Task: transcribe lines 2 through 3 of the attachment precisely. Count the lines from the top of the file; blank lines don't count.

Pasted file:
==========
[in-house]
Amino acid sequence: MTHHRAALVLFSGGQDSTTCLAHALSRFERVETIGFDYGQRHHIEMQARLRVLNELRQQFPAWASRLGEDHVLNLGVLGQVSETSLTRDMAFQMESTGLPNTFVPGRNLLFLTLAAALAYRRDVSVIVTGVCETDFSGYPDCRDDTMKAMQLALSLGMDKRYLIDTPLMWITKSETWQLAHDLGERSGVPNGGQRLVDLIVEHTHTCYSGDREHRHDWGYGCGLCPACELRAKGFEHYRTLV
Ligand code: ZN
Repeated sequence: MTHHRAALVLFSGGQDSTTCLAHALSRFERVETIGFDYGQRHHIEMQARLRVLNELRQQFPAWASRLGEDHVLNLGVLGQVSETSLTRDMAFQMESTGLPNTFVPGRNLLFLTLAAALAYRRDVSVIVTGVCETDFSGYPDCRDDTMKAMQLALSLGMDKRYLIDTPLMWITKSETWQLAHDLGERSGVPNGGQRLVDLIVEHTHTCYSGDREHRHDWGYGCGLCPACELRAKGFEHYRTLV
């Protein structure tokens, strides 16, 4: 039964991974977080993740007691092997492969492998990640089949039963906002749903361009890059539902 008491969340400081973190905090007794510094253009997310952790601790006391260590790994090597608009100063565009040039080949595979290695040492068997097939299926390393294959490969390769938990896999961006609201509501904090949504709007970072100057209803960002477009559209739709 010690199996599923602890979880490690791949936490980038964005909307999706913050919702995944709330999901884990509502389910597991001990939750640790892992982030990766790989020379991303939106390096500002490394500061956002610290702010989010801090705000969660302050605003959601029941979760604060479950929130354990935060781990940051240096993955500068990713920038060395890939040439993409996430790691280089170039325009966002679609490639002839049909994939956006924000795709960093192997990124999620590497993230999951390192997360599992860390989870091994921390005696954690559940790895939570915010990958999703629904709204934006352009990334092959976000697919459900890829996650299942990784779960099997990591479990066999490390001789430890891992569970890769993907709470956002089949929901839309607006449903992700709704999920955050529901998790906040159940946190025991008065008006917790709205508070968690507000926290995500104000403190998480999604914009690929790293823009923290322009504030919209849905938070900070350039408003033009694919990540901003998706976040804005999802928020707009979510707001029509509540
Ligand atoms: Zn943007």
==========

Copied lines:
Amino acid sequence: MTHHRAALVLFSGGQDSTTCLAHALSRFERVETIGFDYGQRHHIEMQARLRVLNELRQQFPAWASRLGEDHVLNLGVLGQVSETSLTRDMAFQMESTGLPNTFVPGRNLLFLTLAAALAYRRDVSVIVTGVCETDFSGYPDCRDDTMKAMQLALSLGMDKRYLIDTPLMWITKSETWQLAHDLGERSGVPNGGQRLVDLIVEHTHTCYSGDREHRHDWGYGCGLCPACELRAKGFEHYRTLV
Ligand code: ZN